By Nicole Gustafson
Iowa State Daily, Iowa State U.
(UWIRE)—In a college classroom of 50 students, about 20 students have a tattoo somewhere, according to trends reported by the Pew Research Center.
When those students graduate, they are entering a workforce that, for the most part, does not feel the same acceptance toward tattoos. Tattoos are much less prevalent in older generations and often come with a stigma. These older generations are the employers that graduates of universities such as Iowa State have to impress to get a job.
"I think that maybe it's just something they're not used to seeing, or because they kind of have these stereotypes that people who have tattoos are irresponsible or maybe don't have a background that they approve of or think is appropriate for the work world," said Taren Reker, Career Services coordinator for the College of Liberal Arts and Sciences at Iowa State U. "I think it's just a lot of old stereotypes."
"Everyone always told me growing up that, if I got a lot of visible tattoos, people could deny me jobs because of it."
One solution young adults have turned to is getting tattoos in places that are easy to cover. The Pew Research Center found that approximately 70% of people born after 1980 that have tattoos got them in places that are not usually visible.
"Everyone always told me growing up that, if I got a lot of visible tattoos, people could deny me jobs because of it," said Shelby Leahy, ISU sophomore in child, adult and family services who has three tattoos. "I didn't find it very fair, of course, but I figure that's how the generation that's running the business thinks, so I might as well get them in easily hidden places for the time being."
Other students are willing to sacrifice fashion choices, such as short sleeves, for more tattoos. Cole Nedved, ISU junior in pre-journalism and mass communication, said he was not as worried about the possibility of being denied jobs because all of his many tattoos can be covered by a suit.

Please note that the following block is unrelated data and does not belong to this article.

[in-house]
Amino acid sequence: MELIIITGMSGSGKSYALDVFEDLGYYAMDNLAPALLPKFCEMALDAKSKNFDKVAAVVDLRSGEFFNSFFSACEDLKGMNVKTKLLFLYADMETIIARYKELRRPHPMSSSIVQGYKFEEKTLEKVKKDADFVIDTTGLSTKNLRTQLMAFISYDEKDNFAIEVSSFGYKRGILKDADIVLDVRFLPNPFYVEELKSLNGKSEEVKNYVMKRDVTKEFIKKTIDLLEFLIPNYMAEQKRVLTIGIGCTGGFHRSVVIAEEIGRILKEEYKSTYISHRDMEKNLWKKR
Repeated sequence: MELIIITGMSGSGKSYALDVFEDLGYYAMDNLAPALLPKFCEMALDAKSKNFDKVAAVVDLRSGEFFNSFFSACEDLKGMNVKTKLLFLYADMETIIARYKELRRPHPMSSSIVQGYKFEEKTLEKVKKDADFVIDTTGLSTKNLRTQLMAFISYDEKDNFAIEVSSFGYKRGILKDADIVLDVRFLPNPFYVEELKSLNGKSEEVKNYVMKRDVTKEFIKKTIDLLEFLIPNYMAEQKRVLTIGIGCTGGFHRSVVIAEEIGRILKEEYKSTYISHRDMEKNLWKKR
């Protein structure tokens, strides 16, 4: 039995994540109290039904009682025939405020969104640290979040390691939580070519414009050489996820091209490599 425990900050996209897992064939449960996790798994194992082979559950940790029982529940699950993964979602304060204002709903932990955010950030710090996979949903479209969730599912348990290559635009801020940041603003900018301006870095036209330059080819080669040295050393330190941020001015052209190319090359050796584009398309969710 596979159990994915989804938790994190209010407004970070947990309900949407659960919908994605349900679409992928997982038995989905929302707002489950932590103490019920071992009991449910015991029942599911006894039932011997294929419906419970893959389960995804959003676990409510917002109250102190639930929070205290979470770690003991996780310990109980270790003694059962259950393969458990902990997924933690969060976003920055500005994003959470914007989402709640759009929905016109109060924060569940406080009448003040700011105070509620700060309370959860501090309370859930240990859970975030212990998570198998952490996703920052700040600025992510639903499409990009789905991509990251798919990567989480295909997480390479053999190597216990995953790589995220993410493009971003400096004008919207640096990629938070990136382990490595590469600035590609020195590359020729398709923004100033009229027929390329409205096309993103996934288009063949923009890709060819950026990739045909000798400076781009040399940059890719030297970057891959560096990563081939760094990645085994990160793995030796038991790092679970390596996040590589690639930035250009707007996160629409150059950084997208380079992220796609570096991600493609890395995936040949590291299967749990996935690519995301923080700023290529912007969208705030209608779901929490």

"My dream job would be working for a rock station so having tattoos isn't a big deal there," Nedved said.
Josh Alex, ISU sophomore in pre-liberal studies, said when he started getting tattoos, he was not concerned at all about how they would affect his future career.
"I went on tour when I was right out of high school," Alex said. "Everyone had tattoos and things like that, so that's kind of what drew me to it. I hate to say, 'Oh my friends were doing it,' but everyone I was in a bus or a band with had tattoos, so I started getting them."
Alex's career plan at the time didn't cause him much concern about his tattoos.
"I was never worried about that because then I thought I was going to tour for my whole life," said Alex, who now wants to work for a sports agency.
Nedved and Alex have both chosen to stay away from tattoos on their hands and necks for career reasons.
Young adults now are getting tattoos as a form of art or self-expression rather than as an act of rebellion.
"It might sound silly, but I think of my body as a canvas—a billboard that advertises my creativity and personality," Leahy said. "I really enjoy that I can take something meaningful to me and create something that I can always wear as a reminder of how important it is."
Alex agreed that tattoos are a way to show personality without using words.
"I'm not a person that expresses a lot of feeling or anything, so I think that it's an outlet for me," he said.
There is also a tattoo culture that attracts young adults.
"I like being a part of something greater," Nedved said. "Just being a part of that culture is great. You're kind of being the minority, but that minority is growing [larger] now."
Tattoos are much less prevalent in older generations and often come with a stigma. Only time will tell if, in the future when today's college graduates become tomorrow's bosses, employees will be hired regardless of any tattoos and not have to cover them if they wish.
Nedved said the thought of hiring someone with tattoos does not faze him.
"Having tattoos doesn't affect the person you are as a whole, so I would encourage it," he said.
Leahy said she would actually prefer to employ the type of person who is open to tattoos.
"I definitely plan to hire people without taking into consideration their tattoos or body modification in general," she said. "I think that, from what I've seen at least, the people with the most body modification like piercings, colored hair and tattoos actually are more artistic and open-minded in the way that they operate."